No offense to Nagata, but let's map out the semis as if Aoki did what he's expected to do: Aoki meets Philadelphia's
But does the American really have a chance to take the whole thing?
While the bout could easily go the distance, Aoki, unlike Kawajiri, isn't the kind of fighter that enjoys wailing away from the canvas. Athleticism and experience should help Alvarez survive, but against Aoki there's certainly no guarantee he'll stay safe in the fight.
Of the four men remaining (again, sorry to Nagata for looking past him), both Kawajiri or Alvarez appear to be the guys you'd like to stay away from as action heads into the semis. In fact, I'm not too fond of any of the remaining fighters against Kawajiri. Tournaments aside, a one-off bout between, perhaps, the best ground-and-pound fighter in MMA and Alvarez, who relies on quickness and a nice whizzer to stay off his back, just doesn't bode well for the Nagata at this point.
Alvarez has a lot to gain if he can keep up his current pace, particularly with contracts from Dream, EliteXC and Adrenaline already in play. His first post-tourney destination would be on a ProElite-promoted event in September. And that could easily mean a primetime spot on CBS.
(By the way, I put Kawajiri in the finals because I don't believe Uno would have much of a shot if they tangled. Both former Shooto champions at 154 pounds, Uno-Kawajiri is a potentially historic fight in Japan, but beyond that, Uno deserves to be a sizable underdog.)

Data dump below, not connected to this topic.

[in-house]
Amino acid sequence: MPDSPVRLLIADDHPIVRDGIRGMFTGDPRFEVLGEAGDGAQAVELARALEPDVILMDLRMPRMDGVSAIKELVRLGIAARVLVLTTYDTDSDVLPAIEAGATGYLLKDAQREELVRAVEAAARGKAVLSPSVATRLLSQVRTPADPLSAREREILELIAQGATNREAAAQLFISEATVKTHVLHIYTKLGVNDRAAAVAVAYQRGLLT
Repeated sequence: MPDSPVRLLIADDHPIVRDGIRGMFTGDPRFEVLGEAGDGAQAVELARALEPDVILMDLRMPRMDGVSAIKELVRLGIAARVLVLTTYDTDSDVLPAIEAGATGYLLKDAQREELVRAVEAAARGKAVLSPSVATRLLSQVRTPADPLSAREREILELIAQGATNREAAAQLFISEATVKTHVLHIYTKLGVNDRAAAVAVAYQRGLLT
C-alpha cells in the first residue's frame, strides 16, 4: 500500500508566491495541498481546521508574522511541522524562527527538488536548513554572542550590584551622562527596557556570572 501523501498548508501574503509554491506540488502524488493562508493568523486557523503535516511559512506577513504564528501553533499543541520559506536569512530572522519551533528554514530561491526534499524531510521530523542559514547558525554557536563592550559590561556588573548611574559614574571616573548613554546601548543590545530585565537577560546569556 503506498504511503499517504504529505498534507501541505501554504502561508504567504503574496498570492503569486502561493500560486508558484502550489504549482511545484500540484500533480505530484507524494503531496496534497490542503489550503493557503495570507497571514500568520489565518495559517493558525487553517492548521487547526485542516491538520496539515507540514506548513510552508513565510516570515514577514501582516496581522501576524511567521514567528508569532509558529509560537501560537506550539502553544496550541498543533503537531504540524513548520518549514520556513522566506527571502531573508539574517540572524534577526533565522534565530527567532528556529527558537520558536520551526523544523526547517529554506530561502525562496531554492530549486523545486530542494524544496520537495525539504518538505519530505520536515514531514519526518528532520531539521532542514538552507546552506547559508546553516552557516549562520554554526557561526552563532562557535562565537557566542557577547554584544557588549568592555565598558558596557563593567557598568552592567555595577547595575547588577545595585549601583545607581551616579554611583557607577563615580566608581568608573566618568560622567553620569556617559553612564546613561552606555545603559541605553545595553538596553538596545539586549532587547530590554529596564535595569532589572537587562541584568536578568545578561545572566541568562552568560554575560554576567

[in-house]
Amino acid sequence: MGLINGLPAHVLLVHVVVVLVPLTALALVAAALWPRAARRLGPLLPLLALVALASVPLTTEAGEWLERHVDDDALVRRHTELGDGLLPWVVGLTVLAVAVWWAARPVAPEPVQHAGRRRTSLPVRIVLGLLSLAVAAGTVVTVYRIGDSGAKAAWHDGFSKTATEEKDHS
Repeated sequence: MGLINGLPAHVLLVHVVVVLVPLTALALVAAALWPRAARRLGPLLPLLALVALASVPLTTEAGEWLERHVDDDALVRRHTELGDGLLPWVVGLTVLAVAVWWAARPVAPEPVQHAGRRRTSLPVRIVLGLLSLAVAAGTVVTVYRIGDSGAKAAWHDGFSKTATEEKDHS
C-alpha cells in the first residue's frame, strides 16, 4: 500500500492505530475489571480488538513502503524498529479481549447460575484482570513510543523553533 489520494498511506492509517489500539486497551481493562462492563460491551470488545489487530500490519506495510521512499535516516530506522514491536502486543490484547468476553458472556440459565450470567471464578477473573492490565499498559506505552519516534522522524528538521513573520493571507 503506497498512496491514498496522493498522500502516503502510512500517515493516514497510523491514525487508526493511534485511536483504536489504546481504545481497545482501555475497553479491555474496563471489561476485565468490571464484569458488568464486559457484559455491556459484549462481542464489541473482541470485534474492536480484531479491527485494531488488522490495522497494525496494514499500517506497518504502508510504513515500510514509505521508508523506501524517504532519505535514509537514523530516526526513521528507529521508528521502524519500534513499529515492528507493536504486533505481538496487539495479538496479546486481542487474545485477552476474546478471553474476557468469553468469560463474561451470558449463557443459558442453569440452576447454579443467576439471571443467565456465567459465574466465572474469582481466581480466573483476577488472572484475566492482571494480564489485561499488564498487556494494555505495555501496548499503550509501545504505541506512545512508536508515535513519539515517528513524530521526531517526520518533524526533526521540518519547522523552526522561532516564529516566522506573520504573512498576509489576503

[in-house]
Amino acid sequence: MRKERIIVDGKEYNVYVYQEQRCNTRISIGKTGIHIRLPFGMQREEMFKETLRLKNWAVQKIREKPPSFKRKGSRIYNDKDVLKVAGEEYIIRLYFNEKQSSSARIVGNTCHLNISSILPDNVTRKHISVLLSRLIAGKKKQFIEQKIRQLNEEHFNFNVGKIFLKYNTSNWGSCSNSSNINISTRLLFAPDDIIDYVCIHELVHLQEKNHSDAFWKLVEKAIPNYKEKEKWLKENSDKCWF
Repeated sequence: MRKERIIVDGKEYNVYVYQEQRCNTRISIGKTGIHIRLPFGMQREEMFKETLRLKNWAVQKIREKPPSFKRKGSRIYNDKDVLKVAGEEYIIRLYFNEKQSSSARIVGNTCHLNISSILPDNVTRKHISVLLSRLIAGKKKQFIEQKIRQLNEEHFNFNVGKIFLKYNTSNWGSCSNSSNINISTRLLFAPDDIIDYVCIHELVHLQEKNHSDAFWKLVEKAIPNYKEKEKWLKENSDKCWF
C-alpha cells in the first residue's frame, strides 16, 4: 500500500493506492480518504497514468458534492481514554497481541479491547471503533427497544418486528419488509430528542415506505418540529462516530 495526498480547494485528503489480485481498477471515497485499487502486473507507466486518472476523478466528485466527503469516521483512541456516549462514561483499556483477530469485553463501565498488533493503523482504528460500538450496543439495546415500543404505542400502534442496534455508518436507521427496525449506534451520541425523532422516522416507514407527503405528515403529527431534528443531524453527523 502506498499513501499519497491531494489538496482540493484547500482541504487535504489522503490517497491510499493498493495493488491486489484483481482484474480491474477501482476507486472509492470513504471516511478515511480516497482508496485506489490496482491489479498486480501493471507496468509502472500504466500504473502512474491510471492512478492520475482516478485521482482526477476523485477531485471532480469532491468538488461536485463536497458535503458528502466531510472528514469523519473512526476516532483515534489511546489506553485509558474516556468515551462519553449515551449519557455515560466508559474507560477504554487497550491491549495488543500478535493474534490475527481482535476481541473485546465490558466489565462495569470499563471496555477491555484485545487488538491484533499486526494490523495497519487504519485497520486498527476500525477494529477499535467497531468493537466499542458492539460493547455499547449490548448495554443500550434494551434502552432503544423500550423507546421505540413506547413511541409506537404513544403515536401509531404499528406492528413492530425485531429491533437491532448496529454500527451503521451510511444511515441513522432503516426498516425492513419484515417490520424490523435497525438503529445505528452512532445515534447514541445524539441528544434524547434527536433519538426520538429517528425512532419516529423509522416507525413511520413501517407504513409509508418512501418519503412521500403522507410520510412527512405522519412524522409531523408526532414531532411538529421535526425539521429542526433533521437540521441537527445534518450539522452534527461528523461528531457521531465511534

Uno's surprising win over
1. Tatsuya Kawajiri
For anyone not named
Beyond the distractions of his on-again, off-again bout, Diaz delivered the kind of punching power at Dream 3 on Sunday that few thought he was interested in dishing out. Looks like those long hours in the gym sparring with 2004 Olympic gold-medalist boxer
Going to the body as much as the head, Diaz was diverse in his attacks. He worked takedowns when it suited him, but Diaz has always been, and will continue to be, a guy who prefers to stand and fight. Still healthy in the aftermath of the one-sided affair in Japan, Diaz is officially in line to fight
Once again, expect Diaz's boxing to be on display against the punch-happy Corbbrey. During Sunday's Dream telecast on HDNet,
But the major key for Diaz's ability to fight regularly will come from surgery that shaved down bone and removed scare tissue around his eyes. Against Inoue, Diaz's face held very up well. Based on his disposition in the cage and how much he gets hit, the aftermath of the surgery could make or break Diaz going forth.
Remembering what FEG's first effort with ProElite looked like last June for the ill-fated "Dynamite! USA" card in L.A., I wouldn't get too excited about the companies' recently voiced relationship.
Discussed heavily during the negotiations over Diaz's appearance on Dream 3, the idea is essentially a fighter exchange played out over several events. While EliteXC eyes the likes of
FEG-contracted fighters competing for an EliteXC belt would depend a great deal on the kind of options ProElite negotiated for itself.
It was nice to see